We’re Team Wood Cutting Boards, but we recognize they can be pricey and time-consuming to maintain. That’s why we think the OXO Good Grips Utility Cutting Board is an all-around winning choice: It’s inexpensive and easy to clean, and it comes with a bevy of appealing add-ons that make it stand out. The soft, grippy sides ensure it won’t slip beneath your knife, the nonporous BPA-free material won’t pick up onion or garlic odors over time (and it won’t immediately dull your knives) and the juice groove keeps liquids from spilling over the edges. Its 10½-by-14½-inch surface area is big enough for slicing and dicing without taking over your entire countertop, and it will easily fit in your dishwasher for cleanup.

Pros:

  • Inexpensive
  • Stain-resistant
  • Doesn't slip
  • Dishwasher-safe

Cons:

  • Shallow juice groove

Buy it ($18)

2. John Boos & Co. End-Grain Maple Chopping Block

The Best Wooden Cutting Board

If you’re ready to take the plunge (read: buy a wood cutting board), this John Boos beauty will serve you and your knives well. The end-grain maple design is particularly gentle on all kinds of knives and won’t show marks over time, and while we’re not shallow, we admit it looks pretty damn cute on the counter. We especially love that it feels sturdy and stable, is reversible and will develop an attractive patina as it ages.

Pros:

  • Gets better with time
  • Doesn't slip

Cons:

  • Heavy
  • Requires maintenance

Buy it ($202)

3. Five Two Bamboo Cutting Board

The Best Bamboo Cutting Board

Bamboo is an eco-friendly alternative to plastic (it’s technically a grass) that behaves similarly to wood without the hefty price tag. This Five Two cutting board is reversible, like our wood choice, but it has a juice groove on one side and a handy smartphone slot on the other, so you can follow along with the recipe while you make tandoori cauliflower bowls. It’s large but lightweight, so it can be stowed away when you’re not cooking. Care for it like you would a wood cutting board (that means regular oiling and no dishwasher).

Pros:

  • Lightweight
  • Unique features like a pour spout and smartphone slot
  • Doesn't slip

Cons:

  • Requires maintenance

Buy it ($59)

4. Material the reBoard

The Best Plastic Cutting Board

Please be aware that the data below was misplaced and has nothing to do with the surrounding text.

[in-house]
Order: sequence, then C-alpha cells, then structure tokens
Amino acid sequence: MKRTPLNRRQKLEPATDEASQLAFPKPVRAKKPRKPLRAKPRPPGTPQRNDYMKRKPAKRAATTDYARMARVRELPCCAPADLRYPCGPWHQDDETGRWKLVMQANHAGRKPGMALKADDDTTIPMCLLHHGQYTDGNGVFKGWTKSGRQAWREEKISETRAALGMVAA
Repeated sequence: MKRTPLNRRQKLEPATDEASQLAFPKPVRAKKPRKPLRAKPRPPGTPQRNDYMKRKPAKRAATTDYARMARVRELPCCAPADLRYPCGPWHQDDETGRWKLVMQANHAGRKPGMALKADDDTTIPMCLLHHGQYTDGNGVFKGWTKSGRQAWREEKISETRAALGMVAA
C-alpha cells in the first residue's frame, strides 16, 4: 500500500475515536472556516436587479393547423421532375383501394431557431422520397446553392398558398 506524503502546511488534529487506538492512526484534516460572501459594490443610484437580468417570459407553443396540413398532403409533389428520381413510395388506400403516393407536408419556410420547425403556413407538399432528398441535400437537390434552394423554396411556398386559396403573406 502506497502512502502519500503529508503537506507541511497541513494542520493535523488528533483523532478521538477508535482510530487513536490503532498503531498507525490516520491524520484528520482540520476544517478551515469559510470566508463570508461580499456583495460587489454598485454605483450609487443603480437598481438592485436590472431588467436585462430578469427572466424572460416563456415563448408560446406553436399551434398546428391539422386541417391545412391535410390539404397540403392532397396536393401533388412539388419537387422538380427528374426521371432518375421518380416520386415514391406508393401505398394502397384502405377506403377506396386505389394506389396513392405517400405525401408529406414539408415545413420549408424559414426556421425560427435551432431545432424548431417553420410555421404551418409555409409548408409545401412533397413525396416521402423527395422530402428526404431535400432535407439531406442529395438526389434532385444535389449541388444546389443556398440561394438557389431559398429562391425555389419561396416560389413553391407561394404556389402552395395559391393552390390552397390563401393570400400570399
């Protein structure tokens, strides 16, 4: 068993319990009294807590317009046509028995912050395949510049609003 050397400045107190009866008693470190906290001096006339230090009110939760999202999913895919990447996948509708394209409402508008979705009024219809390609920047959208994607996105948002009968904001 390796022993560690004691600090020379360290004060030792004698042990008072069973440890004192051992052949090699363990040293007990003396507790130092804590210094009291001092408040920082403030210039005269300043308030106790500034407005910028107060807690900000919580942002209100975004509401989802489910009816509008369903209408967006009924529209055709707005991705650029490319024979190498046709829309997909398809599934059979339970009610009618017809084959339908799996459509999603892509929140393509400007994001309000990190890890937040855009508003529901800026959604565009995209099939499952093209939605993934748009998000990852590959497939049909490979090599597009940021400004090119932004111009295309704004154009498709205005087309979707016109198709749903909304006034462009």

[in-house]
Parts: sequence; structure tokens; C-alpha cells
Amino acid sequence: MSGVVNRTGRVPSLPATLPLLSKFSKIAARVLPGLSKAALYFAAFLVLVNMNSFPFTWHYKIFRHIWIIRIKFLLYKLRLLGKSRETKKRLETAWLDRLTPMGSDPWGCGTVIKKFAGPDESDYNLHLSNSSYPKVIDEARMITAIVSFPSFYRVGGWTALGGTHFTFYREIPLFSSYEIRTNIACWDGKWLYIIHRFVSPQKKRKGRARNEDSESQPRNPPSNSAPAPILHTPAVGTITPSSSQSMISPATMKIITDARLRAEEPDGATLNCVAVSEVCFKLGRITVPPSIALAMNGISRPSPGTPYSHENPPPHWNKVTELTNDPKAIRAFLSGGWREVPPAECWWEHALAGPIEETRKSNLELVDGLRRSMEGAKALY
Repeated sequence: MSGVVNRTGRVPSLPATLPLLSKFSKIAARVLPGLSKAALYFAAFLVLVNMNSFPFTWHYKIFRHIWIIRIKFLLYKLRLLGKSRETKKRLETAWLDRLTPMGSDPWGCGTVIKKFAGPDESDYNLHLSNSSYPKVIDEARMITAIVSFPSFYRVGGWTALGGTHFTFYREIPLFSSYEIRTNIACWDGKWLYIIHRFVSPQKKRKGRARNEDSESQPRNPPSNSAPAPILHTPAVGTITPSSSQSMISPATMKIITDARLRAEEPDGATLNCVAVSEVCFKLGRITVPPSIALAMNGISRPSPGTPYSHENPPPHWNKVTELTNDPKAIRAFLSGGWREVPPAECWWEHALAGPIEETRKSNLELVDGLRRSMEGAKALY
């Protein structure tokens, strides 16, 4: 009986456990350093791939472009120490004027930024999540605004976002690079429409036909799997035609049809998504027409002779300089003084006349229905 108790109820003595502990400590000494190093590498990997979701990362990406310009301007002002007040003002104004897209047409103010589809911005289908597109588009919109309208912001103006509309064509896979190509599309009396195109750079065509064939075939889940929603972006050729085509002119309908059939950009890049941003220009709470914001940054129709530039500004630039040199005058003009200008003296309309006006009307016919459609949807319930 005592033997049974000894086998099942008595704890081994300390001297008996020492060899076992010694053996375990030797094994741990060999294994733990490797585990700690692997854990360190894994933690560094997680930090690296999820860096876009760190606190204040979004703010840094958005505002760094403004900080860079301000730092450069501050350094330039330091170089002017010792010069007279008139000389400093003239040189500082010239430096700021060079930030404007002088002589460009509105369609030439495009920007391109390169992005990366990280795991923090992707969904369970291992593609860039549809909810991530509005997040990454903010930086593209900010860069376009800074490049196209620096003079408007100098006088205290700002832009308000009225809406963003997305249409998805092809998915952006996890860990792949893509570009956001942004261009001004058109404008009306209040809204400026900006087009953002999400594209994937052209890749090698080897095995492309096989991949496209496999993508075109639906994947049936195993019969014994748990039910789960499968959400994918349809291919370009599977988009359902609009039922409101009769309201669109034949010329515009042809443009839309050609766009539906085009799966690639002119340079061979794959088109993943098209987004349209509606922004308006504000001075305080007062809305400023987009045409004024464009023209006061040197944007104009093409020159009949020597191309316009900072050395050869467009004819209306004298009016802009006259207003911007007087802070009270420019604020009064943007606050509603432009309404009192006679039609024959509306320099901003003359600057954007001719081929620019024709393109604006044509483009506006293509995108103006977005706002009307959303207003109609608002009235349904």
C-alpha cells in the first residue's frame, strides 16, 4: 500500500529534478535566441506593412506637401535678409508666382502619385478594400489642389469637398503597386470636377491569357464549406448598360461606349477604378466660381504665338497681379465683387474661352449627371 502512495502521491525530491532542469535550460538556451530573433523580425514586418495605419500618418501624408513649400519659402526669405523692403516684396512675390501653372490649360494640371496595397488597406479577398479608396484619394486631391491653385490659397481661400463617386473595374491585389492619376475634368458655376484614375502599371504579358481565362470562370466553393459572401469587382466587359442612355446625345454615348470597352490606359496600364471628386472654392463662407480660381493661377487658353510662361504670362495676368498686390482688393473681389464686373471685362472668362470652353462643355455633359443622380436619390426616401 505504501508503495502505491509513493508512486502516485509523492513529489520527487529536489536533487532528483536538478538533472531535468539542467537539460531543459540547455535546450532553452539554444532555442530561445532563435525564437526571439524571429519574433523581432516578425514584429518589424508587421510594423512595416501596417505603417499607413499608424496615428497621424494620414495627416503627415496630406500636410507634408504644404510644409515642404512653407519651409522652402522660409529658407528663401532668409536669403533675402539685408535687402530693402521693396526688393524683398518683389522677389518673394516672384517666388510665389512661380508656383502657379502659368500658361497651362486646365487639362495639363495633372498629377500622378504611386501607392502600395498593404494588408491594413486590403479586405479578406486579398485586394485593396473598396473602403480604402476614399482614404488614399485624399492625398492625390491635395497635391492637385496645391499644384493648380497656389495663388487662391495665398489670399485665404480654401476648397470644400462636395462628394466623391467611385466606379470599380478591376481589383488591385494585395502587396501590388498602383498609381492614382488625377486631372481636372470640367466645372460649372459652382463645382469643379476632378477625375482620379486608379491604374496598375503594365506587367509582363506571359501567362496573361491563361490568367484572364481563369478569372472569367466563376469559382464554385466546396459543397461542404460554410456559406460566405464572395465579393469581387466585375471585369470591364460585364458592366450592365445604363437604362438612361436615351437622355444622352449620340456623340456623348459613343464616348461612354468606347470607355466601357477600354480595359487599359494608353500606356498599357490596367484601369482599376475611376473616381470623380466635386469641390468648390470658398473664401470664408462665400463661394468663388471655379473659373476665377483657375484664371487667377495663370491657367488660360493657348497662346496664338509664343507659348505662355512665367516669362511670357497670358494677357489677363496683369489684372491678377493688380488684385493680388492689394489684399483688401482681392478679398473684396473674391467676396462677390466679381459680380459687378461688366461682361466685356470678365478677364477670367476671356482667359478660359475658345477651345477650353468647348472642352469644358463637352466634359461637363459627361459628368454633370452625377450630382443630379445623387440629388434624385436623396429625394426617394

If the price and upkeep of wood isn’t a fit, but you want to avoid plastic for environmental reasons, Material’s reBoard cutting board is the ultimate in eco-friendly. Instead of virgin plastic, it’s made from a BPA-free combination of recycled plastic scraps and renewable sugarcane, so it’s not just a workhorse, it’s a sustainable workhorse. The lightweight material is soft on your knives and dishwasher-safe, plus it comes in four stain-resistant ’70s-chic, beachy colors (Deep, Sand, Coral and Tide). We’re stocking up with a few for every meat, veggie and seafood task.

Pros:

  • Made from sustainable materials
  • Chic color options
  • Dishwasher-safe

Cons:

  • Juice can run off the surface

Buy it ($35)

RELATED: We’re Replacing All Our Wooden Cutting Boards with This Recycled Plastic One That’s Actually Chic

5. Dexas Heavy Duty Grippmat Flexible Cutting Boards (Set of Four)

The Best Flexible Cutting Board

Maybe you want a wood cutting board for everyday prep, but you also like options (or maybe you’ve been burned by the perma-stink of garlic in the past). These handy plastic mats take up very little space but can be whipped out at a moment’s notice for cutting multiple foods at once and make an ideal companion to an all-purpose wooden board. The flexible material can be rolled up for funneling chopped veggies straight into the skillet, and multiple colors help you avoid cross-contamination (we like using yellow for poultry, red for beef and green for stinky alliums).

Pros:

  • Portable
  • Easy to store

Cons:

  • May move around a bit
  • Not reversible

$20 at Amazon

6. J.K. Adams 17-Inch-by-14-Inch Maple Wood Kitchen Basic Cutting Board

The Best Value Cutting Board

One of the downsides of wood cutting boards is the cost, but it is possible to find an inexpensive wood cutting board that’s still high-quality. Case in point: This J.K. Adams board, which offers almost all the same benefits of a pricier board. The trade-offs? The edge-grain construction will show knife marks more than an end-grain board will, and it’s not as thick as other wood boards, but with proper care it will make a worthy substitute. What’s more, it features a lifetime guarantee, so if anything does go wrong, the Vermont-based company will replace it, no questions asked.

Pros:

  • Inexpensive
  • Dries quickly

Cons:

  • Shows knife marks
  • Requires maintenance

$32 at Amazon

7. Dexas Heavy Duty Polysafe Home Chef Board

The Best Cutting Board for Meat

While wood cutting boards have been proved safe for cutting raw meat, it’s kind of a pain to clean a heavy board in between tasks. Instead, you can designate a separate board for meat-related cutting to save time and reduce the risk of foodborne illness. This Dexas PolySafe cutting board is thicker and denser than most plastic options, so it will withstand cutting and chopping for longer without warping or accumulating giant gashes. It’s also dishwasher-safe (a must), nonporous, nonabsorbent and made from a special bacteria- and odor-resistant material to reduce the spread of germs.

Pros:

  • Large size
  • Durable
  • Can be used for both meat and veggies
  • Dishwasher-safe

Cons:

  • Shallow juice well

Buy it ($25)

8. etuHome Vintage-Inspired Reclaimed Wood Footed Serving Board

The Best Cutting Board for Serving

Sometimes you need to thinly slice seven shallots, but sometimes you just need to display a stunning cheese spread. This gorgeous, vintage-inspired board—made from 19th-century reclaimed wood—is for the latter. With both a handle and feet, it can move effortlessly from kitchen to living room during cocktail parties and function as a trivet for warm dishes and pans. It’s also totally safe for cutting and slicing.

Pros:

  • Attractive
  • Portable

Cons:

  • Not for everyday use
  • Potentially hard to store if you're short on cabinet space

Buy it ($215)

9. Teakhaus Wooden Cutting Board

The Best Cutting Board for Chopping